Rustic plastering

The inside of the shed needed an enormous amount of work. Decades of dirt and dust fell on my head. Half the shed was covered in old but basically sound plaster, the other half was bare brickwork. I decided to use plaster on this half also. I had to go through a range of appropriate wall-priming procedures, and took guidance from books.

I'd never plastered a wall before and didn't really know what I was doing. Luckily I needed only a "rustic" effect - and as I've come to realise, "rustic" is a useful word for describing something you've done that looks a bit crap.

The paving

In the New Year, 1999, after having a short break from the work for Christmas, I started work on the path in front of the shed, by this point mere rubble, having previously been a concrete path.

Bricks from the demolished wall were used to create the path in front of the shed, as shown on the photo on this page. (And yes, it is supposed to curve like that.) I spent a fair while playing about with patterns for the brickwork, before realising I was tired of having a garden like a building site and that I really did want to get it finished.

You may be thinking that it's not a good idea to use house bricks for paths as they crack in the frost. I had read this, but then I had a load of bricks to hand, and wasn't going to chuck them all out and get a load more. Anyway, they looked right, having been in the garden, as part of the shed, for over a hundred years already, Most of the paths in my garden are made from such bricks, which have seen many hard frosts, and I've had no major problems.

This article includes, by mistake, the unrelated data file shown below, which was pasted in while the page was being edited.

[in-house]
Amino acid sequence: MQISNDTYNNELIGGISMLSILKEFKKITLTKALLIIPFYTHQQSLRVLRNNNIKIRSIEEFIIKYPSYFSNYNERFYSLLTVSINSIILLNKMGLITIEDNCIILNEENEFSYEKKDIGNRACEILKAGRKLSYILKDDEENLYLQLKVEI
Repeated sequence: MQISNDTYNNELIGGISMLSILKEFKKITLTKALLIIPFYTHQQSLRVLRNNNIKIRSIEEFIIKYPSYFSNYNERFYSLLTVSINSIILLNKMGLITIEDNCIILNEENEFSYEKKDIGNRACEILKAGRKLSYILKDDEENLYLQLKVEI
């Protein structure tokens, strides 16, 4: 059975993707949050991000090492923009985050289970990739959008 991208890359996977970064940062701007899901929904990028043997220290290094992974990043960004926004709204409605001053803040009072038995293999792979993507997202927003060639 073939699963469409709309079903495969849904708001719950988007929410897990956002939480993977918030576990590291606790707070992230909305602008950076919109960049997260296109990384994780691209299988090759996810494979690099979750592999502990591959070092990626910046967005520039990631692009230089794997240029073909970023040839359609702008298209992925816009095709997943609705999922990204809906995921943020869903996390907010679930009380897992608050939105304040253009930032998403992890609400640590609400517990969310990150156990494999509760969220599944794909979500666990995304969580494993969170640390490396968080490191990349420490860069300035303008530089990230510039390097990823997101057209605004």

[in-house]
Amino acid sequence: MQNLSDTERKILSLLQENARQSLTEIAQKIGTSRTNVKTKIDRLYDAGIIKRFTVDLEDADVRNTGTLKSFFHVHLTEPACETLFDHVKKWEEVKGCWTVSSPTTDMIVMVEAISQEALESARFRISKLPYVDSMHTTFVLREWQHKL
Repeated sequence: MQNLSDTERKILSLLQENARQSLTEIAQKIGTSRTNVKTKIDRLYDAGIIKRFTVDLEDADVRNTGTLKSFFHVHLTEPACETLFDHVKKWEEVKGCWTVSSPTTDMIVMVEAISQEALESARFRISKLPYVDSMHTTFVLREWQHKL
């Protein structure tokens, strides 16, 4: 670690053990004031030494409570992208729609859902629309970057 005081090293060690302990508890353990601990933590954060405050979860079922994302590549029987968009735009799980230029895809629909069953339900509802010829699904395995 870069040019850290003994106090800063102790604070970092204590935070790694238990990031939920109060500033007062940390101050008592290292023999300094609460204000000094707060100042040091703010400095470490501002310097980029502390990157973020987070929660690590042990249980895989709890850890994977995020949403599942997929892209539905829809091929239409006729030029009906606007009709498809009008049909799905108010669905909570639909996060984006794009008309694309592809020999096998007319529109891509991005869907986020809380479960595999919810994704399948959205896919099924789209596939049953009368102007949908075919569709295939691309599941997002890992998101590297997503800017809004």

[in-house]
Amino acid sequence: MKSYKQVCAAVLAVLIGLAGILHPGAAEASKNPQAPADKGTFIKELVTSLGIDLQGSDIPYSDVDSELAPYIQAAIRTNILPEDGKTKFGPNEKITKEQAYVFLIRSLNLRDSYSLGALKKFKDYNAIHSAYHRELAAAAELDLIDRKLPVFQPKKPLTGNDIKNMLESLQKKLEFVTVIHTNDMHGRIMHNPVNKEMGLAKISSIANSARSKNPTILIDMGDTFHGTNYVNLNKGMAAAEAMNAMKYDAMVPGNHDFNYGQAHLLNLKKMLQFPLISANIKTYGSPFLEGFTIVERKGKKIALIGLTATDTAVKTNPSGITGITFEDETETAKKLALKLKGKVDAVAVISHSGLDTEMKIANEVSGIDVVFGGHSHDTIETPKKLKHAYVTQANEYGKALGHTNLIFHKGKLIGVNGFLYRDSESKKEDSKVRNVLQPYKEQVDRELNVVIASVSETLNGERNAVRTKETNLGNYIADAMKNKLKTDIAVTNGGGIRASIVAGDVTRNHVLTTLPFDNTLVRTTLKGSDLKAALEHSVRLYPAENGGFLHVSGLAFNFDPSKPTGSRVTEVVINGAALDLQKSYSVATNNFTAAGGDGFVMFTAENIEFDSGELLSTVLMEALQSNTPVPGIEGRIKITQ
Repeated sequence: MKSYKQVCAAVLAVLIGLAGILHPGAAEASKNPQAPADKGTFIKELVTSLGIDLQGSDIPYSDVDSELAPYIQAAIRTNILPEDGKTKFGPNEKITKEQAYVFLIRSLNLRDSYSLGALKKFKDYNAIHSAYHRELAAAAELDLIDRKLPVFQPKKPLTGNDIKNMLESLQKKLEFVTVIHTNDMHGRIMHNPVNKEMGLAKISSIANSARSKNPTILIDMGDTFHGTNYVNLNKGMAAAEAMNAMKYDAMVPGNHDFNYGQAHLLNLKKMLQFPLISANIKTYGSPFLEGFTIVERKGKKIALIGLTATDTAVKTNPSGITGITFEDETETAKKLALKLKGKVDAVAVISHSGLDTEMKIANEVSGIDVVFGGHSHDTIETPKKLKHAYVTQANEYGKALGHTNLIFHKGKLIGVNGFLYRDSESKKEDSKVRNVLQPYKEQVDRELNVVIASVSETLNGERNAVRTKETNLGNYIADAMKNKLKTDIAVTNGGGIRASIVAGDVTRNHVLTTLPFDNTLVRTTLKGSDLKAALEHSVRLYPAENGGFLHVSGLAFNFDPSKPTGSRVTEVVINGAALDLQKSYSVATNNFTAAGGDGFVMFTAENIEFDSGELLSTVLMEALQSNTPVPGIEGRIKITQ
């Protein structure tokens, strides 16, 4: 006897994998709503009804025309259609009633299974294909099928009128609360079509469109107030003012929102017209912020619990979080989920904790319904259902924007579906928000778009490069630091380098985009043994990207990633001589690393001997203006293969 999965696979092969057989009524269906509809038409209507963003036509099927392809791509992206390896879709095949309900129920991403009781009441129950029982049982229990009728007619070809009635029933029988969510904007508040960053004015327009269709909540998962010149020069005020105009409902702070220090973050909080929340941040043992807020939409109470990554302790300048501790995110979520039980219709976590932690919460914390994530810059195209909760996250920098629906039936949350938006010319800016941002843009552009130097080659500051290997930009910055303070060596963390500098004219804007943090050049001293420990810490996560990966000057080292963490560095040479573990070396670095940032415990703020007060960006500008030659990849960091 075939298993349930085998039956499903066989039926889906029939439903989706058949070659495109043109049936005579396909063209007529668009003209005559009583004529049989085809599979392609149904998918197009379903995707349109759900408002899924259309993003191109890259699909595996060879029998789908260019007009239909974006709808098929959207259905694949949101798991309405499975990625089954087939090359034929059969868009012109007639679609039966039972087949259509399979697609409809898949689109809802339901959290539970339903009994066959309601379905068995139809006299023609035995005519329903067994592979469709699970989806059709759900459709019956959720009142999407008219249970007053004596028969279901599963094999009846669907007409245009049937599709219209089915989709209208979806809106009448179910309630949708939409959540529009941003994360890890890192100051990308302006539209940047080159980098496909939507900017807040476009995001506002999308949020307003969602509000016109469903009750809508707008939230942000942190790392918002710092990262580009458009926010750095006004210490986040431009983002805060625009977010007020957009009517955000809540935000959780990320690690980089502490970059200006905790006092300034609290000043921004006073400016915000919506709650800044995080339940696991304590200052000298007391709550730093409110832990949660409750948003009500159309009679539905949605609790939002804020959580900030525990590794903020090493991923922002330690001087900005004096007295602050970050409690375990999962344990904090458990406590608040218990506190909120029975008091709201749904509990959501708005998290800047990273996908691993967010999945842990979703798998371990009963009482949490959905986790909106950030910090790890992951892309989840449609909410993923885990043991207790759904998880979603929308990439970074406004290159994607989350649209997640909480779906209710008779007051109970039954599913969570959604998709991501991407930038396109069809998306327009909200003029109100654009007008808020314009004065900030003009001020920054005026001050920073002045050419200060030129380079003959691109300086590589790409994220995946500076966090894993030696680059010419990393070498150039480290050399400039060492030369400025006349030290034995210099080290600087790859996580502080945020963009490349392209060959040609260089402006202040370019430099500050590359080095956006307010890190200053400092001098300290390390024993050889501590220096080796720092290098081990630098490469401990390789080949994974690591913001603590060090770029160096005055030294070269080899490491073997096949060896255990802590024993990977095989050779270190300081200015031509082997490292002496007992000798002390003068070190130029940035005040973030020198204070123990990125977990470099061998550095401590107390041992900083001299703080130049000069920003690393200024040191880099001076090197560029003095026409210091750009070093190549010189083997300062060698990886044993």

Why it was worth it

The remodelled outbuilding has been worth the effort. Victorian outbuildings are as well-built as the houses themselves are, and look so much like a continuation of the house - same weathered brick, and solid slate roof - it seems a shame not to make proper use of them.

On rainy days Millennium Shed, with its slate roof, provides perfect cover, while its open front and window in one side means a good view of the garden. It gets little sun, as it faces north, but in the early morning the sunlight shines in for a while through the east-facing window. It would be nice if it faced south, but demolishing it entirely and rebuilding it on the other side of the garden seemed rather too big a job.

Millennium Shed has proved to be a good place to sit on those damp mornings and drizzly evenings. It's like being inside while you're outside.

In 2004, the section of the floor that was originally loose chippings was turned into solid floor, with a home-made mosaic made from broken crockery - described in a new page on this site: Memory Mosaic.

And finally . . . a few health warnings, and other notes

Millennium Shed: 1 | 2 | 3 | 4
Path in front of Millennium Shed, November 1998.

Path in front of Millennium Shed, November 1998. Notice the "broken up bits of concrete interspersed with weeds" effect.

Path in front of Millennium Shed, made with bricks from the demolished wall.

Newly-made path in front of Millennium Shed, early 1999, made with bricks from its demolished wall. Yes, it is supposed to curve like that.